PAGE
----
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Atomic force microscopes are a significant portion of the $1 billion market for nanotechnology measurement tools. Molecular Imaging's chief product line is the PicoPlus(R) family of modular, high-resolution AFMs, which are used for high-resolution imaging in fluids as well as ambient and controlled environmental and temperature conditions. Customers are researchers in the areas of drug discovery, life science, electrochemistry, materials science and polymer science. Ideal for multipurpose, multiuser facilities, the versatile PicoPlus gives researchers the ability to customize their systems and add functionality as needed.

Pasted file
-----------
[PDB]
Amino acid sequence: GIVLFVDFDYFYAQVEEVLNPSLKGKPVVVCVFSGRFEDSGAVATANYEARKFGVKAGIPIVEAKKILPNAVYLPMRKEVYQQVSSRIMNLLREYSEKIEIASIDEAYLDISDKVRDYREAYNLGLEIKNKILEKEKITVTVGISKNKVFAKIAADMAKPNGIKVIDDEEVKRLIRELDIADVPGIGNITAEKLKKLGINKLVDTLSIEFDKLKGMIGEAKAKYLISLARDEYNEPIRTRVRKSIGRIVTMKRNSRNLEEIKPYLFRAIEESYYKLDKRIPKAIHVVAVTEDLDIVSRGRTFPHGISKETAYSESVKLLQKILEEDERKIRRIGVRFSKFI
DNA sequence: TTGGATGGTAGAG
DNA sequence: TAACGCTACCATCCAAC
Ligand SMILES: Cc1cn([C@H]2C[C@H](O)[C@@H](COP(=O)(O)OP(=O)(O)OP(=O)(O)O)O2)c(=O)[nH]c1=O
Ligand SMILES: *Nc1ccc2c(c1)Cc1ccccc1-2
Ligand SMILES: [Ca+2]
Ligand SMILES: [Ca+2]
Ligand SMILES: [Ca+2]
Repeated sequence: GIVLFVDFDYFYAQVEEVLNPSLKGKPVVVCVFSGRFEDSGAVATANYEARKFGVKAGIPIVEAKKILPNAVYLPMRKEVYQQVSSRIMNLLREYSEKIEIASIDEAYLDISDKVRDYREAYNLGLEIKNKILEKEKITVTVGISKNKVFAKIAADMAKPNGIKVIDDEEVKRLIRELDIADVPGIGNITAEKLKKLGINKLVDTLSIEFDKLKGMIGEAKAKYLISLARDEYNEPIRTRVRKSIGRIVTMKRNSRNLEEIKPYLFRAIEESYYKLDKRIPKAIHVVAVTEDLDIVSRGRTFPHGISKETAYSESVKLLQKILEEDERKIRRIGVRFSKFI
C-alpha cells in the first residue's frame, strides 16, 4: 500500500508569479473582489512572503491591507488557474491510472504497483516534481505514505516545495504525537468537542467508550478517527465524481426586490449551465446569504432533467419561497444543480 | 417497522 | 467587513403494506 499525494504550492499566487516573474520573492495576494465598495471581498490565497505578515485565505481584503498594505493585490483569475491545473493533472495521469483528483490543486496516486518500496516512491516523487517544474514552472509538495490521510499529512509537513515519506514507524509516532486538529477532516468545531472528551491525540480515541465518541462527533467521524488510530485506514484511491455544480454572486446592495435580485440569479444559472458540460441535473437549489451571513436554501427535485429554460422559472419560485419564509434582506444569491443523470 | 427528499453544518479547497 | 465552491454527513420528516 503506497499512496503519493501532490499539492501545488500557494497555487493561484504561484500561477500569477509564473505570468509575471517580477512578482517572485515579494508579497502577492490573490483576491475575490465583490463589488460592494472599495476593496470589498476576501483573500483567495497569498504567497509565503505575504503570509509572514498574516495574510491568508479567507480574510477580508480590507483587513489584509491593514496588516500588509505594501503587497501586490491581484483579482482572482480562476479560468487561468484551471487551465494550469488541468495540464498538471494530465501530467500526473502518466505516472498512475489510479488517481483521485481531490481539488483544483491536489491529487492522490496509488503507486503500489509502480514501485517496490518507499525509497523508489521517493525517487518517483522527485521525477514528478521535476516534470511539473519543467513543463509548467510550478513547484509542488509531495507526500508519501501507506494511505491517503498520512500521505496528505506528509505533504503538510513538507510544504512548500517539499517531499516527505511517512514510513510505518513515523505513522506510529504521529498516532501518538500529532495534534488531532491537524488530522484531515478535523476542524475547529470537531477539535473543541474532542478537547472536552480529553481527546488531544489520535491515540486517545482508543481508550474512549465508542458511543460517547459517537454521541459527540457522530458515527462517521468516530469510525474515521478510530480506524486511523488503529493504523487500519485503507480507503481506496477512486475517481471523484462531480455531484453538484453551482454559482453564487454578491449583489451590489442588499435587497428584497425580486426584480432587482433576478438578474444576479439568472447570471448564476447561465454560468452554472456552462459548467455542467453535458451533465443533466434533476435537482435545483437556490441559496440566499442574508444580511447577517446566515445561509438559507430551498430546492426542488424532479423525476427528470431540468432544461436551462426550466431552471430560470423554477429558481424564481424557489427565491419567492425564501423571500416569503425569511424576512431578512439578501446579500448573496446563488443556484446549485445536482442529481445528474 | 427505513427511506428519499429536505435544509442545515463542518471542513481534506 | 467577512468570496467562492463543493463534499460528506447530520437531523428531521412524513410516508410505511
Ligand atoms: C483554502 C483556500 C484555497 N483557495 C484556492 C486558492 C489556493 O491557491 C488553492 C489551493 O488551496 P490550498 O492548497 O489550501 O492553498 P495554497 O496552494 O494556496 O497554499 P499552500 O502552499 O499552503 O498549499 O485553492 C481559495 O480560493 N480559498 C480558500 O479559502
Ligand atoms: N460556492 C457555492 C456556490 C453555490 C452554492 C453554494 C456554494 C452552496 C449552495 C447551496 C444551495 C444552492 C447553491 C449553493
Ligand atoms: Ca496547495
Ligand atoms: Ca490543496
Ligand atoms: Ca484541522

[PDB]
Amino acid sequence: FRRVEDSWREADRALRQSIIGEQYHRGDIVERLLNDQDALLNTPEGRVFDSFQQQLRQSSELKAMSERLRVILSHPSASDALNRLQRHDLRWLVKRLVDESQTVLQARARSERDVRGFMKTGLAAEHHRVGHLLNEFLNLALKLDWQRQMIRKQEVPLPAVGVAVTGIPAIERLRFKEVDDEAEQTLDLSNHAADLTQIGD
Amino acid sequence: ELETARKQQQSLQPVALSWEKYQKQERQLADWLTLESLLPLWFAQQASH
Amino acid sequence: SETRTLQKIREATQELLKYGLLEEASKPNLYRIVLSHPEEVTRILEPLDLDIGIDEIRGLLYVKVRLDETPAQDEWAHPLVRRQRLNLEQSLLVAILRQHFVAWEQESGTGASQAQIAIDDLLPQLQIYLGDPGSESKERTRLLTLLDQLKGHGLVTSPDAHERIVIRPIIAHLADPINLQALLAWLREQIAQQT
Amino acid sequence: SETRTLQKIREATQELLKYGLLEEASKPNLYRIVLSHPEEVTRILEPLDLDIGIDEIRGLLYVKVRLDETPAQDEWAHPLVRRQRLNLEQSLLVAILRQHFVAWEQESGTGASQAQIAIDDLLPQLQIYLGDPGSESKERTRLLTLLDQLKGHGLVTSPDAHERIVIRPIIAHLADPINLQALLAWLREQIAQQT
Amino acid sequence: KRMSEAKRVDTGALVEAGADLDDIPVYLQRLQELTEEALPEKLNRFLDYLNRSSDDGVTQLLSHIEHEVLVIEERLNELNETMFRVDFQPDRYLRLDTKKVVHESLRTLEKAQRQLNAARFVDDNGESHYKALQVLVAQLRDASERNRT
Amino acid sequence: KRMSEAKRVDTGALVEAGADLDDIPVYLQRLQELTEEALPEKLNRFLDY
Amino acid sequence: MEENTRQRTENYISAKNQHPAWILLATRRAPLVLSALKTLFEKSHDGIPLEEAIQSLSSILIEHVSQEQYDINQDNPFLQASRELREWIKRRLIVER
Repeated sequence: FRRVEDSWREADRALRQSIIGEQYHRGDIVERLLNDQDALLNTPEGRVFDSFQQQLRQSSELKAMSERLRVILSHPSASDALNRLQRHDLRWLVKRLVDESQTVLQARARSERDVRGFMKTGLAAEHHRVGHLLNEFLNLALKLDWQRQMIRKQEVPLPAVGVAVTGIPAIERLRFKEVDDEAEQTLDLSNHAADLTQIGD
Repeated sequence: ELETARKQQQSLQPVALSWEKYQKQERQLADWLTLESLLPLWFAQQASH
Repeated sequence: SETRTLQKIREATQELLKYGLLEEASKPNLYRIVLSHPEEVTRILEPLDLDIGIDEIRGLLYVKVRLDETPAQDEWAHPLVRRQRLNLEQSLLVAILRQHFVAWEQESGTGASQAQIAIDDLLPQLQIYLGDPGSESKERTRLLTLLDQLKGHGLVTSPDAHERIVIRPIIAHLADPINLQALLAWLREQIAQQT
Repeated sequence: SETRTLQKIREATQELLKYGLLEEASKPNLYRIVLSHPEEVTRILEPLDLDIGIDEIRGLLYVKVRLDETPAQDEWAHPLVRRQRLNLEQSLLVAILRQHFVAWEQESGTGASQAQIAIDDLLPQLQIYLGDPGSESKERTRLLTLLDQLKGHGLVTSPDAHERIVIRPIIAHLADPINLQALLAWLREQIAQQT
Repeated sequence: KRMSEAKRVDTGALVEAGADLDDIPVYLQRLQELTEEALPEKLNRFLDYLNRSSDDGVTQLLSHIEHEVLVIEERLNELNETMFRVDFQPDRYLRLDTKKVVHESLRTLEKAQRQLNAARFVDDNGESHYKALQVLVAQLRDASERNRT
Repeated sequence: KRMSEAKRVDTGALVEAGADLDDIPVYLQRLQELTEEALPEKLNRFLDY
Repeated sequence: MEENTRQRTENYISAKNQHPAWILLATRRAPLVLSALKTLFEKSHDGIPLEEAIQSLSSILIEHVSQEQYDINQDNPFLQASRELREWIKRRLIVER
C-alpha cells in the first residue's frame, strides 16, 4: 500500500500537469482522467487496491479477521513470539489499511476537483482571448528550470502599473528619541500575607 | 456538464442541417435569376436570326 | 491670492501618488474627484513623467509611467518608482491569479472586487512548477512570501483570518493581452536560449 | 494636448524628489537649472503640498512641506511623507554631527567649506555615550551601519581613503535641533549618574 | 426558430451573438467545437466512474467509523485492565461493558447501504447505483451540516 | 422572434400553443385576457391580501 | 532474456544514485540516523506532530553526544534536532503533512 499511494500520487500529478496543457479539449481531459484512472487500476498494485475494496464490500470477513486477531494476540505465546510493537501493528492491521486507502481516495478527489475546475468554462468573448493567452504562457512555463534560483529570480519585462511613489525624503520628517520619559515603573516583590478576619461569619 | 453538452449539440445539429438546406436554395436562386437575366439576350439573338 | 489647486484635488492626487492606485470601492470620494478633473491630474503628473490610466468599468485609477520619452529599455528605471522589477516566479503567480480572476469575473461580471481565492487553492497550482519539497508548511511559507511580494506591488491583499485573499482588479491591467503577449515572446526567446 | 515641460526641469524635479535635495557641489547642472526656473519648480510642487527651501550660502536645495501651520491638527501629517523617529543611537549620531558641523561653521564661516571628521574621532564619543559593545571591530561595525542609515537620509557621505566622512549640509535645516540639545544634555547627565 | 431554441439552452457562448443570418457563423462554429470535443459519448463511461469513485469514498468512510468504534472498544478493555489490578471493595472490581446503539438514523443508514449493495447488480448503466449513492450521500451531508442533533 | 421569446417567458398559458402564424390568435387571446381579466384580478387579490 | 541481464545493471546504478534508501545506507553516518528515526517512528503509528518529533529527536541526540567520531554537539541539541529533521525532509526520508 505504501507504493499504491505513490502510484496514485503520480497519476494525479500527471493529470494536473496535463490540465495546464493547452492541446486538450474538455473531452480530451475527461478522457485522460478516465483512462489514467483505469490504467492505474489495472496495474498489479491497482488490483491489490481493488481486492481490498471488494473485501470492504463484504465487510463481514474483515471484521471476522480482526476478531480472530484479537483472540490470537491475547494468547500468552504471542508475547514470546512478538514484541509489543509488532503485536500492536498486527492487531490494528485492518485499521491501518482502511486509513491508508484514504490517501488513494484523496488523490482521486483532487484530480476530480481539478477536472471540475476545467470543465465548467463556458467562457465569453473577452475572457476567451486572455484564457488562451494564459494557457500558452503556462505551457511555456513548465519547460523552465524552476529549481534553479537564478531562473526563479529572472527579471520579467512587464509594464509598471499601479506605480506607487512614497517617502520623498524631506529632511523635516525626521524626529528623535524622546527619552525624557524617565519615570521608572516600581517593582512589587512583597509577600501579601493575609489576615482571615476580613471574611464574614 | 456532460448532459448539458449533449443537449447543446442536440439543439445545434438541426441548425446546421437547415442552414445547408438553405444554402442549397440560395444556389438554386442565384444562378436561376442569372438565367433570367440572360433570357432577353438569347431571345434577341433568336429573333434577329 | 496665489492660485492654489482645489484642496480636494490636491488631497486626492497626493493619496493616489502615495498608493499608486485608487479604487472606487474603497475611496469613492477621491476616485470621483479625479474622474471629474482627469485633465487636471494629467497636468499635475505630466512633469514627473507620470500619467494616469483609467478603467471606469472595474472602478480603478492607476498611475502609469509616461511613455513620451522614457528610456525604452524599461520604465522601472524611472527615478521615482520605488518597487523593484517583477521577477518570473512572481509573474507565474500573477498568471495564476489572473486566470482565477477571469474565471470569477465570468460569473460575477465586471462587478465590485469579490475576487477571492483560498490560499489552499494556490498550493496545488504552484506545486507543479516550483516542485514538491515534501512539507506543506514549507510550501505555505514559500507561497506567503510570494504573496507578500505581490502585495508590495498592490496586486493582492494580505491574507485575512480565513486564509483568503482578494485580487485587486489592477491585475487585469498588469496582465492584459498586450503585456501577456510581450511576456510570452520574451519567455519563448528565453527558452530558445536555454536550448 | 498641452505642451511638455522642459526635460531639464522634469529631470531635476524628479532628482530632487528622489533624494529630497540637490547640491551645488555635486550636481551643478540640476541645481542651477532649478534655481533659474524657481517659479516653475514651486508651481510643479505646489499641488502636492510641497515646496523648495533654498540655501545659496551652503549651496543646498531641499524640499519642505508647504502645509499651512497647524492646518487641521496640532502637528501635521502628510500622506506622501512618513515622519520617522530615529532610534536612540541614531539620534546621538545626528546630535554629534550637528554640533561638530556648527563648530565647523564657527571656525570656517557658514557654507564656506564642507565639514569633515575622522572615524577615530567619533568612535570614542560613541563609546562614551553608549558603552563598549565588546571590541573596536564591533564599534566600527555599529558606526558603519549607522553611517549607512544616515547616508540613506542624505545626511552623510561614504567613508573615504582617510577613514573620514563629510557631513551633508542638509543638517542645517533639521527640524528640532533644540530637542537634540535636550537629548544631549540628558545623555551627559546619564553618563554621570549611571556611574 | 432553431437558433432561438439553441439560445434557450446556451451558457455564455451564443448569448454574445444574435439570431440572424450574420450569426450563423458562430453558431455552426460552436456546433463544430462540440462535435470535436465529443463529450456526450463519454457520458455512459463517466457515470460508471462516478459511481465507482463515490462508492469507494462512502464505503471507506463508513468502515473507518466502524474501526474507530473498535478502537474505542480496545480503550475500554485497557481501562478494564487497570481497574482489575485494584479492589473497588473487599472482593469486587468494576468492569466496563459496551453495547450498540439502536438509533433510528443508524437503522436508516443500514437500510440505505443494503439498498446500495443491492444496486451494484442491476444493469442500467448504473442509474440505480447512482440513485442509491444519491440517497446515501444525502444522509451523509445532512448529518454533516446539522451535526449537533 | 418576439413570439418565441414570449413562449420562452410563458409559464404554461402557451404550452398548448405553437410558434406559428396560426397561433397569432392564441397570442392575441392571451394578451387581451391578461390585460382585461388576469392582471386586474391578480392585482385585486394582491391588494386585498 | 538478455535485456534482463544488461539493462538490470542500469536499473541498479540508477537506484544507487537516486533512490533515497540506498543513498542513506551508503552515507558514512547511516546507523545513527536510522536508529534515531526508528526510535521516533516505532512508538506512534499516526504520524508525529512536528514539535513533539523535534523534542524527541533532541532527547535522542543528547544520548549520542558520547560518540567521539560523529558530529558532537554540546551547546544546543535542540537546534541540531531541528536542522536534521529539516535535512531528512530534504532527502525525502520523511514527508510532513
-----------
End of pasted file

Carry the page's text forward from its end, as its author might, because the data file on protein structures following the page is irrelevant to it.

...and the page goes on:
"We're looking forward to being a part of Agilent because of its deep history of innovation and technology expertise," said Vance Nau, president and CEO of Molecular Imaging.
Professor Stuart Lindsay and Dr. Tianwei Jing from Arizona State University founded Molecular Imaging in 1993. The company has had a continuous relationship with ASU and its Lindsay Laboratory since then. Because of the strong ties between Molecular Imaging and ASU, Agilent has no plans to move Molecular Imaging operations from the Tempe area. Molecular Imaging employees have joined Agilent.
Molecular Imaging is the premier developer and supplier of atomic force microscopes and scanning probe microscope (SPM) systems for high-resolution imaging in fluids or ambient air under controlled temperatures and environmental conditions. The company's products are designed for nanotechnology research applications in life science, biotechnology, electrochemistry and material and polymer science. More information about Molecular Imaging is available at www.molec.com.
A backgrounder containing additional information about AFMs can be found at www.agilent.com/find/AFM_backgrounder.